The international quilt show held yearly in the Alsace region of France was held again this year in Ste Marie-aux-Mines and surrounding villages. For the first time I was able to go! Leslie and Maria went last year, so Leslie was the perfect guide, and Mr. Bob was the perfect chauffeur, and I felt totally pampered the entire week. We left midmorning on Friday and drove down easily, arriving in time to check in, unpack, and then be driven off again for dinner. We were met at the hotel by a nice, cold glass of what they called Cremont (check my spelling, that's how I heard it but never saw it written), which is the local sparkling wine. This is a very civilized habit and one I could definitely get used to!
The show is hung very imaginatively, utilizing local churches, cathedrals, events halls, and shop spaces over 4 villages in close proximity to each other. Every shop on every street has some sort of quilt or quilt-related item displayed in the windows, so the entire local population is extremely supportive of the show and extremely patient with the yearly mass influx of humanity. The drive to and from each venue is extremely picturesque, with beautiful mature vineyards nestled into a backdrop of mountains.
The villages are mostly from the Middle Ages, and the architecture is what I would, in my amateur architectural knowledge, term "Alpine" as in what would be expected of Switzerland or Germany. The roof overhangs are deep, I suppose to keep the snow from dropping down on the doorstoops, and the windows are mostly shuttered. But the most unexpected thing was the color - more of what I have seen around the Mediterranean, Greece and Italy, the pastel stucco with the wooden beams. The regional food was also different from my previous experiences with French food in that the meals were hearty and initially everything came with sauerkaut and potatoes. We learned quickly how to order better.
The exhibits were varied and interesting this year. Of course due to copyright issues I can't publish pictures of the different exhibitions, but they are available at the website of the Europeen du Patchwork, http://www.patchwork-europe.com/. The Dutch chintzes were interesting, of course, and well represented by a variety of quilts. Some of the other exhibitions were, in my opinion, not very complete, and the information available in English was woefully inadequate for me to understand the point of several of the exhibitions. I realize that this is partially my fault for not knowing French but the lack of background definitely limited the experience in some of the shows. The Hungarian and New Zealand exhibitions had some very fine quilts in them. And the competition, "The Colors of My Country", also had some very good and imaginative quilts. Sandra Meech had the best exhibition of all, and her work is so very well done and interesting to look at. She also has a new book, which I purchased and brought home to peruse, hoping some of the magic rubs off on me!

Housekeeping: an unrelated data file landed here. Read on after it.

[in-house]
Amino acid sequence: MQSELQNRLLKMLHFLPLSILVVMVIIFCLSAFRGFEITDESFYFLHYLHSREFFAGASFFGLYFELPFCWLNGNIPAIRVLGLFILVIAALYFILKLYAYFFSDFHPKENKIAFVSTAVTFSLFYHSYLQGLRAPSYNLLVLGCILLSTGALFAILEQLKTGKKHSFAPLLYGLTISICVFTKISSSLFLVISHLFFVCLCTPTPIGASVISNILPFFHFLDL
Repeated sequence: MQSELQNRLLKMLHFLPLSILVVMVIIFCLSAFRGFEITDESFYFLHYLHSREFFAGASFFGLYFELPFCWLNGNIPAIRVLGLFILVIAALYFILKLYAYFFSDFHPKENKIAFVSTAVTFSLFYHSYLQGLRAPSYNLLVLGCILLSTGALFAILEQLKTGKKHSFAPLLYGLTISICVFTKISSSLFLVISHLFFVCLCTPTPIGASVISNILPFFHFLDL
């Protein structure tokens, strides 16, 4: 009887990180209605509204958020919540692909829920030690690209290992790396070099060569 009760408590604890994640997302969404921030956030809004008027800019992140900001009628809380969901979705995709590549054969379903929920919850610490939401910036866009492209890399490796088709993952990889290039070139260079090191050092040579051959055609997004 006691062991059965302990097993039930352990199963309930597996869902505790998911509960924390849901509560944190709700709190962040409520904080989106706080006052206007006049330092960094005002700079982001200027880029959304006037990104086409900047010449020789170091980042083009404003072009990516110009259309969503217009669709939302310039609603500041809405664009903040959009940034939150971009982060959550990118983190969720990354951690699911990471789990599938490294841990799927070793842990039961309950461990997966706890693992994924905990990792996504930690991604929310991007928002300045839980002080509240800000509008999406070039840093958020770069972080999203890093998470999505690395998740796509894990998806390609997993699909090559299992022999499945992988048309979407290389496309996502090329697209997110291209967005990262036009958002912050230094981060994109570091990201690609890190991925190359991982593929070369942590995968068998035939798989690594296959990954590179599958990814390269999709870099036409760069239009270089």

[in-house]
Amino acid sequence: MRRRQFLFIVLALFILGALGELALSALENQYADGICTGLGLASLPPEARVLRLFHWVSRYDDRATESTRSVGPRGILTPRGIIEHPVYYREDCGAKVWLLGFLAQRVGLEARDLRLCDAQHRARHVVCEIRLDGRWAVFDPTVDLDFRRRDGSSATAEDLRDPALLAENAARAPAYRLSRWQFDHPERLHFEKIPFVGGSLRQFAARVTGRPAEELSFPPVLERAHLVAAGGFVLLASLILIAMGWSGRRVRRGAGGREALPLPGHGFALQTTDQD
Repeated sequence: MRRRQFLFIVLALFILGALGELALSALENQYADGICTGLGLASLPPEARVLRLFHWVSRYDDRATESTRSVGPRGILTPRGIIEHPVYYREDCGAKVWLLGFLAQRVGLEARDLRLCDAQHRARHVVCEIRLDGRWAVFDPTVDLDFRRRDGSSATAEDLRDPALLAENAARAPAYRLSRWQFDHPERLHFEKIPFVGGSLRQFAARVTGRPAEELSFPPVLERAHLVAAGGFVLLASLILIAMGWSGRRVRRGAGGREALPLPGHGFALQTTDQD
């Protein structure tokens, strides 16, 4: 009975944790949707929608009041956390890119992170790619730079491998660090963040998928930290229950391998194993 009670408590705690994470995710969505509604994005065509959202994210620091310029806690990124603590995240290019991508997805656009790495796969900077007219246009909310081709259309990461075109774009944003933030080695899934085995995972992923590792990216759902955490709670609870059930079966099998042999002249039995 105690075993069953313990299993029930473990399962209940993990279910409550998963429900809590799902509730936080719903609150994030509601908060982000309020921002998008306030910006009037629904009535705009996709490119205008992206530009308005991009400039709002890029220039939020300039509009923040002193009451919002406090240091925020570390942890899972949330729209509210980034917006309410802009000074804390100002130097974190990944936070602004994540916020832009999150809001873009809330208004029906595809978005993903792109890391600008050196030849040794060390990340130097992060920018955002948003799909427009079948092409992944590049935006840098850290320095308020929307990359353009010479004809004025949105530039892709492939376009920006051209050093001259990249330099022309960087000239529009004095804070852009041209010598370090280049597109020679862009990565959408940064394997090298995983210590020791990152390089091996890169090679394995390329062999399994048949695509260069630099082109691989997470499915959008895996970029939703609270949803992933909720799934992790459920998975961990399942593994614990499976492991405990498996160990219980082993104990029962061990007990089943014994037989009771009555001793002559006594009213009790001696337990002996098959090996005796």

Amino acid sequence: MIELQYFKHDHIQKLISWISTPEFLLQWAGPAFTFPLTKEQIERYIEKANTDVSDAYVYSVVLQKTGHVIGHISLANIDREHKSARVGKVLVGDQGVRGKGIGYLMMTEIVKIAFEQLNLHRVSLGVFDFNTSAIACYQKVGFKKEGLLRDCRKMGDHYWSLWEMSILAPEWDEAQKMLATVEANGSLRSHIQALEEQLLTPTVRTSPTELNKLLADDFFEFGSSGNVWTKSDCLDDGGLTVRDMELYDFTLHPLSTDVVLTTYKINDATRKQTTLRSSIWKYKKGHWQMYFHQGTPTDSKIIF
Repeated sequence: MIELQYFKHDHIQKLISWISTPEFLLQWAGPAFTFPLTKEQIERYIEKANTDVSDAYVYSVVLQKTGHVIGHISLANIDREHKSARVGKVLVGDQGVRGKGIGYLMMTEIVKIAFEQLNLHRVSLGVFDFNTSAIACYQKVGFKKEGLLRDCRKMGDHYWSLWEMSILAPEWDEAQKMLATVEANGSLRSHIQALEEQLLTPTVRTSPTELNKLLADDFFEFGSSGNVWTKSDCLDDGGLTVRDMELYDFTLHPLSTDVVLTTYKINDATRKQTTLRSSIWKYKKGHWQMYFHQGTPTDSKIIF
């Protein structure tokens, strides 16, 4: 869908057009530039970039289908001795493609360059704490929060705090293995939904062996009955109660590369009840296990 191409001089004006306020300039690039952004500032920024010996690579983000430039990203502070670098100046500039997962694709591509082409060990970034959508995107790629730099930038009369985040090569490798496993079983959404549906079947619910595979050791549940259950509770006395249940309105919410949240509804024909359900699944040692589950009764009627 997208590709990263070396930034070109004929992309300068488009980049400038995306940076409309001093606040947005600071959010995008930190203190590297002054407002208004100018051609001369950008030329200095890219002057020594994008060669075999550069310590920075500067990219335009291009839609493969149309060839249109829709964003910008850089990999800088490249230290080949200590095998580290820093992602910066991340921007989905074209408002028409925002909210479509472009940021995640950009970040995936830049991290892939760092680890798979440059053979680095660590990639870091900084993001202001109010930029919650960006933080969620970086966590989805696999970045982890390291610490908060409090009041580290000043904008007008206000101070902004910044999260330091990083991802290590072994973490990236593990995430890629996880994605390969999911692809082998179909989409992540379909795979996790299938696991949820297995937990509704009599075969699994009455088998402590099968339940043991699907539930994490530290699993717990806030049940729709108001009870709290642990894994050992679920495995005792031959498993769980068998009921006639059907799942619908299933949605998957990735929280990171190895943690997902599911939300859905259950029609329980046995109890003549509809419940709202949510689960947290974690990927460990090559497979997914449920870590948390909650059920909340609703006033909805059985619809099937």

Of coure, no quilt show is complete without vendors, and this one was no exception. There were many quilt shops represented with fabrics from all over the world, and other necessary items such as beads, buttons, lighting, threads, and miscellaneous notions. The fun is in the browsing. And the purchasing of little things to take home, fat quarters, a new brand of thread, books, new scissors, patterns and such. I found fantastic new YLI zippers this year, and Leslie discovered some glass beads. Above is Beryl Cadman in her Gammill booth, with our "Little Amsterdam" hanging behind her this year, and below are Andreas Wolf, tempting us with some of Heide Stoll-Weber's hand-dyed sateen and Ilka Rave just looking beautiful, as usual. I would like to take her home!